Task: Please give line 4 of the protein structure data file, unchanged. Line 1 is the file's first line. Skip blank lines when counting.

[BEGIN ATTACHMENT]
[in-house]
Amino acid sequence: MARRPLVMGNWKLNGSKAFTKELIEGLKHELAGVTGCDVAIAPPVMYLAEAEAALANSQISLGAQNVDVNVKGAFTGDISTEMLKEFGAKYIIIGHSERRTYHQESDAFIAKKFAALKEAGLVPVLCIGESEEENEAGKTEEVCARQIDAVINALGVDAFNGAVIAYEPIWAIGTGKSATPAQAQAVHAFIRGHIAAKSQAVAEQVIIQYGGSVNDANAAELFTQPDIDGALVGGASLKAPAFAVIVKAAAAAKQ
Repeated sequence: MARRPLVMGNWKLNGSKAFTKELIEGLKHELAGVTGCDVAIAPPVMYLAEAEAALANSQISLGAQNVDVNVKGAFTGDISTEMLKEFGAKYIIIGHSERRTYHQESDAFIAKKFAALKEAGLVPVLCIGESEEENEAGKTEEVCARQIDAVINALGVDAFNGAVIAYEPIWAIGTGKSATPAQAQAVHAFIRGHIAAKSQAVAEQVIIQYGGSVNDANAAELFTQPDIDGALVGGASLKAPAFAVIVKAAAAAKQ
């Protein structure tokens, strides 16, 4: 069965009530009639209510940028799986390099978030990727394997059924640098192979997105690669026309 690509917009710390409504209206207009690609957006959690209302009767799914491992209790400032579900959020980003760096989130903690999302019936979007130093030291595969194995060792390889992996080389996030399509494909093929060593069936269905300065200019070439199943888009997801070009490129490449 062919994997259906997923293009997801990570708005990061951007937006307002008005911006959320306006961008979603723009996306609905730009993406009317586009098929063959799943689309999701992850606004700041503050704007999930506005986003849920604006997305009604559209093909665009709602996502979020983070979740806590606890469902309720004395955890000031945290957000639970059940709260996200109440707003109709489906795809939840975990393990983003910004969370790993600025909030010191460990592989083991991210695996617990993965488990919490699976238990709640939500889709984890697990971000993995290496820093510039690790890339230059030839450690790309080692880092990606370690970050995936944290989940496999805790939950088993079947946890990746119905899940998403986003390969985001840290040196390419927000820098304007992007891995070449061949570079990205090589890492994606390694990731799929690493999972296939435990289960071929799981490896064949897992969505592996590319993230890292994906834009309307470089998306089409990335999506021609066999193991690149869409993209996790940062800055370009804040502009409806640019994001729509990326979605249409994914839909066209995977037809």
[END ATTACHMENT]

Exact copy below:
């Protein structure tokens, strides 16, 4: 069965009530009639209510940028799986390099978030990727394997059924640098192979997105690669026309 690509917009710390409504209206207009690609957006959690209302009767799914491992209790400032579900959020980003760096989130903690999302019936979007130093030291595969194995060792390889992996080389996030399509494909093929060593069936269905300065200019070439199943888009997801070009490129490449 062919994997259906997923293009997801990570708005990061951007937006307002008005911006959320306006961008979603723009996306609905730009993406009317586009098929063959799943689309999701992850606004700041503050704007999930506005986003849920604006997305009604559209093909665009709602996502979020983070979740806590606890469902309720004395955890000031945290957000639970059940709260996200109440707003109709489906795809939840975990393990983003910004969370790993600025909030010191460990592989083991991210695996617990993965488990919490699976238990709640939500889709984890697990971000993995290496820093510039690790890339230059030839450690790309080692880092990606370690970050995936944290989940496999805790939950088993079947946890990746119905899940998403986003390969985001840290040196390419927000820098304007992007891995070449061949570079990205090589890492994606390694990731799929690493999972296939435990289960071929799981490896064949897992969505592996590319993230890292994906834009309307470089998306089409990335999506021609066999193991690149869409993209996790940062800055370009804040502009409806640019994001729509990326979605249409994914839909066209995977037809």